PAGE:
Split the Difference
Stronger forecasts, but still lots of unknowns
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The Chancellor’s spring budget had very little in it for the housing market specifically. Apart from a tweak to the amount of tax relief on dividends professional landlord companies can claim, there was nothing to change the housing market status quo – a relief after the turmoil of the last few budgets!
But what was interesting was the new set of forecasts from the independent Office for Budget Responsibility (OBR), which looked remarkably buoyant. The OBR increased its 2017 forecasts for GDP significantly, which might be surprising given the likely shock to the economy of pulling the Brexit trigger. But the jam of higher growth in 2017 is taken away in subsequent years.
The OBRs expectations of property transactions were even more surprising. It factored in a 7% rise in activity compared with its November forecast, but the jam isn’t taken away in the later years as with GDP. That is great news for a recovery in sales, but there are still very large risks that could affect these forecast outcomes significantly.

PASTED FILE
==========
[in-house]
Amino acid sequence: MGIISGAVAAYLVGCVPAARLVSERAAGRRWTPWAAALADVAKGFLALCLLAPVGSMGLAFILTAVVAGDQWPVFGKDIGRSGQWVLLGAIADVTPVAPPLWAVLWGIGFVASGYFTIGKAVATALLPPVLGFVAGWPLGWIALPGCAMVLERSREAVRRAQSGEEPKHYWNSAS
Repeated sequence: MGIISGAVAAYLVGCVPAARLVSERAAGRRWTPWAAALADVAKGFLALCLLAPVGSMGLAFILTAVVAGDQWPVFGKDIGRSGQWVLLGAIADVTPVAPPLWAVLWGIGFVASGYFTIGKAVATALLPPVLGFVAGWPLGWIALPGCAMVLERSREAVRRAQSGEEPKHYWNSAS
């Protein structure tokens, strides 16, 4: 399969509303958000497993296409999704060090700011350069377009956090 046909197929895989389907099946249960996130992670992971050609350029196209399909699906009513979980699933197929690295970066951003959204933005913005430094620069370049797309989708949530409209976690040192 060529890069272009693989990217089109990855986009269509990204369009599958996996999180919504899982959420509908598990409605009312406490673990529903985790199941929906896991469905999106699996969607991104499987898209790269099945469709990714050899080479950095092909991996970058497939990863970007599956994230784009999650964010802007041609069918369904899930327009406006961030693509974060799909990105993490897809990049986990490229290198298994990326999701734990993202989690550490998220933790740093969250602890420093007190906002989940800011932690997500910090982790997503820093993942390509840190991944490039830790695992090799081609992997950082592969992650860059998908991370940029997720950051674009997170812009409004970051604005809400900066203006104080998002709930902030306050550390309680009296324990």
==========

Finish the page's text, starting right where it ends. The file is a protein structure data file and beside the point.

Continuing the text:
Because the Brexit trigger wasn’t pulled when the forecasts were made, and because nobody knows how the negotiations will play out, the OBR has chosen to base its numbers on the same assumptions as November. That was before the government decided that the UK would not only leave the EU, but also the single market.
While the strength of the growth and activity forecasts are suggestive of an easier ride, it is clear that there are substantial risks and that these spring from the squeeze to household incomes. As wage growth stays low and inflation picks up, we are already starting to see the effect on consumer spending, but the true test will be whether the availability of credit and the potential for some easing in austerity will smooth the way. Let’s hope so!
GDP Growth (%)